Now as far as Doom...not being "web-based applications," well that's a pretty slippery term as well.

No, it's in your face blatant, as a matter of fact.

And the fact that the Classic emulator (which is far less of a web-tech app than Doom)

!!!

That's all, just !!!

And in any case, graphically intensive gaming has always traditionally required lower level access to the OS so if Palm ever had any hope of building a decent gaming device, they had to realize that they would have to eventually allow for some native app development.

No, they outright advertised for and, we should hope by now, hired API developers for HTML/Javascript-based low level access. There is not yet any hint that they have conceded that native applications are going to be necessary nor welcome in any quantity. BTW, to do so violates, as noted in the first post of this thread, the whole idea behind WebOS making it a poor also-ran. Doom, of course, has been available for quite some time on a variety of other phones as a native application - G1, Nexus, iPhone, etc etc etc (it's also "out here" somewhere as a Web-based application, too - I've played it (hmm...possibly Java applet?) at some web site within the last year).

RE: I haven't read anything but here, but...
bhartman34 @ 1/2/2010 9:40:33 AM # Q
SeldomVisitor wrote:
DarthRepublican wrote:
No, it doesn't. It starts up like a native Linux application run from a commandline in a shell.

...except for the fact that you don't launch it from the command line. That's a key difference. This eliminates at least one step: running from the Terminal app. To an end user, it is indistinguishable from a WebOS app, because they click the icon, and Doom runs. But it's actually like running a DOS program by clicking on a Windows icon.


No, they outright advertised for and, we should hope by now, hired API developers for HTML/Javascript-based low level access. There is not yet any hint that they have conceded that native applications are going to be necessary nor welcome in any quantity.

Well, "in any quantity" is an interesting modifying phrase. What's "quanity" really entail? Apps like Flash and DocsToGo and, of course, Classic are examples of apps that have been granted native access. The fact that they've hired developers for HTML/Javascript low-level access says to me that they intend to add this to the API.


BTW, to do so violates, as noted in the first post of this thread, the whole idea behind WebOS making it a poor also-ran.

Not really. The idea behind WebOS is to make building apps as easy as building Web pages, so that any HTML developer well-versed in Javascript can do it. Giving low-level access to the system through WebOS doesn't violate this idea at all. The idea of WebOS isn't "you can only do what is possible on the Web". Rather, it's "You write apps like you write Web pages." The fact that it's built on Web technologies doesn't necessarily automatically limit what you can do with it.

RE: I haven't read anything but here, but...
SeldomVisitor @ 1/2/2010 10:10:54 AM # Q
Exsqueeeeeze me - do you know the difference between "native app" and "web-based app" or are you just ignoring what I've typed because you want a debate rather than a discussion? My entire set of posts in this thread is noting and discussing that Doom is a native application launched as a native application (whether or not some developer has come up with a nice UI way to do that); Darth-etc simply was wrong and I corrected him in that long reply somewhere "up there" (with, of course, the total surprise reply-part about his "Classic" aside).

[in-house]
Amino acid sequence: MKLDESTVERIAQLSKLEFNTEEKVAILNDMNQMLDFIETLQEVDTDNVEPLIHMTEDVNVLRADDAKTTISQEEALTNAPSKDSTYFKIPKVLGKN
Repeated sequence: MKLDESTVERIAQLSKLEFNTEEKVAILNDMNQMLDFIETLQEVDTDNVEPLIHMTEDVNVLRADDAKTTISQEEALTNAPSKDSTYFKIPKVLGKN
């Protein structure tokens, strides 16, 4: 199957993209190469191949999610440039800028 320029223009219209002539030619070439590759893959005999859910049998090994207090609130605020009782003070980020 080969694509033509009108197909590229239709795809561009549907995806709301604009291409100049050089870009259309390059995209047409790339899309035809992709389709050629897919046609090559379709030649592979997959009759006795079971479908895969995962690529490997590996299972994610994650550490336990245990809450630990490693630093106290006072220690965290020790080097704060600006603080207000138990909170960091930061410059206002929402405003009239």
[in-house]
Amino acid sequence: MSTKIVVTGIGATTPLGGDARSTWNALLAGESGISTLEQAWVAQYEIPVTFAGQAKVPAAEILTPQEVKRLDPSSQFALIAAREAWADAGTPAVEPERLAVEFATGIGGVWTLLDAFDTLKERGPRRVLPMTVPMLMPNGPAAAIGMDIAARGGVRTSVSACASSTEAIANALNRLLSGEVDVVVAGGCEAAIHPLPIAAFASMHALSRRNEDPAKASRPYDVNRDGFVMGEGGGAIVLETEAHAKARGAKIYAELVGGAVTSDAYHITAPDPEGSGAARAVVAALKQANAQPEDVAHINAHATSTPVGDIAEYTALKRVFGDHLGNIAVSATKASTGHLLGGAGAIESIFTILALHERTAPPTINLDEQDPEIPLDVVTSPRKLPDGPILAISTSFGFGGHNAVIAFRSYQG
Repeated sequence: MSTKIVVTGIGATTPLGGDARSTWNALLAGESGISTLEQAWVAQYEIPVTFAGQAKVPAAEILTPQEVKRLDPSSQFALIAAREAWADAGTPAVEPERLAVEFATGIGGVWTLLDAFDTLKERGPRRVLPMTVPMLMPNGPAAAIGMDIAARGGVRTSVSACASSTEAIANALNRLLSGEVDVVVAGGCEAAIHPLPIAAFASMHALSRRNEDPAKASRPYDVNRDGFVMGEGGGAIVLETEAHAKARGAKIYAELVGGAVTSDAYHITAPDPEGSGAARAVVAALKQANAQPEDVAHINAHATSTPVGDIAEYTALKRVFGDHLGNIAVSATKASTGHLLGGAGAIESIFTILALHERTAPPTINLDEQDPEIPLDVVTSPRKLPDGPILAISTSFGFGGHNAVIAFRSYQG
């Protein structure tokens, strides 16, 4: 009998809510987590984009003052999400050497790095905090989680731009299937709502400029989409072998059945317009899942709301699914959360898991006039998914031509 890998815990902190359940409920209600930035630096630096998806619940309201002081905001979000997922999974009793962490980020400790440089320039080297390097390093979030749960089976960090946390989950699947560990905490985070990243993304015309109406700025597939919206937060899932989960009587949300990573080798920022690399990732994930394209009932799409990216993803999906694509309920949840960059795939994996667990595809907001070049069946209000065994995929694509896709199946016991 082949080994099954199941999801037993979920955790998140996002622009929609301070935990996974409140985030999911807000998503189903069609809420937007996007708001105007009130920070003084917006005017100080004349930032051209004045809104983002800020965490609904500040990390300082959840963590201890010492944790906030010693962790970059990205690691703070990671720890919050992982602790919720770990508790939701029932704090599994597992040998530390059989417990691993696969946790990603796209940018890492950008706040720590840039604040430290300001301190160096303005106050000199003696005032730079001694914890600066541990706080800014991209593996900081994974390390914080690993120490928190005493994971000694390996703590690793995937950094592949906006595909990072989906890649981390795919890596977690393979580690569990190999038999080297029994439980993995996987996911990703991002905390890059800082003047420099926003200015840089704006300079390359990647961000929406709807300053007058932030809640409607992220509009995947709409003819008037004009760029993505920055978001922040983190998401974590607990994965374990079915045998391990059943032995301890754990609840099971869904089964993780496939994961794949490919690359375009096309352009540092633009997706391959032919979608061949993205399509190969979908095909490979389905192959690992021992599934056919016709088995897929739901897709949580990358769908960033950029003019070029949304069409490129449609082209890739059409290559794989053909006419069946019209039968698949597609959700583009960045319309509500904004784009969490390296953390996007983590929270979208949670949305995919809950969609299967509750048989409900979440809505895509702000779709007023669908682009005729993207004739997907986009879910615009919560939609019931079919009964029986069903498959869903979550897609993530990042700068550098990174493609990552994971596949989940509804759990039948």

Doom is not a web-based application.

Doom is not a WebOS application.

Doom is a native application using hooks provided by the nice newly-available standardized library.

A User Interface does not define the application type.

That's all - the fact that API developers are going to make lower-level graphics et al more easily doable with WebOS web-based applications is nice, is good, is expected...and is NOT what Doom uses.

Palm has allowed, kicking and screaming all the way apparently given the comments of some major native application developers who are NOT going to develop for WebOS, only a few "native" applications. A wide-open Linux box for native application development for SURE is not something Palm has even HINTED at providing anytime soon.

RE: I haven't read anything but here, but...
SeldomVisitor @ 1/2/2010 10:20:50 AM # Q
Minor aside - Palm and Apple and maybe others restrict native applications. It is my solid belief they do this not because they want to be draconian but because they actually have good reasons for it - anything from security to robustness to whatever.

Though I think it would be neato to have wide open small computers, I (sort of) understand the need to lock them down AND I support that thought until such time as the wrinkles (probably through the use of multiple processors) can be worked out.


RE: I haven't read anything but here, but...
bhartman34 @ 1/3/2010 6:52:58 AM # Q
SeldomVisitor wrote:
Exsqueeeeeze me - do you know the difference between "native app" and "web-based app" or are you just ignoring what I've typed because you want a debate rather than a discussion?

I'm not ignoring what you typed. I'm actually trying to make a distinction between a purely Linux-based app, and one that is run through WebOS. This implementation of Doom is a Linux app being run through WebOS. That's what makes it a big deal, from a WebOS development standpoint. Doom is a Linux application being run through WebOS, not a command line application. A command line application requires a command line. When you double-click the Firefox icon in Windows, it runs firefox.exe, but that doesn't make Firefox a command line app.

I would agree that it seems obvious to me that Doom isn't a Web app, but that's because it has nothing to do with the Web. It runs entirely on the phone. It's a Linux app inside a WebOS wrapper.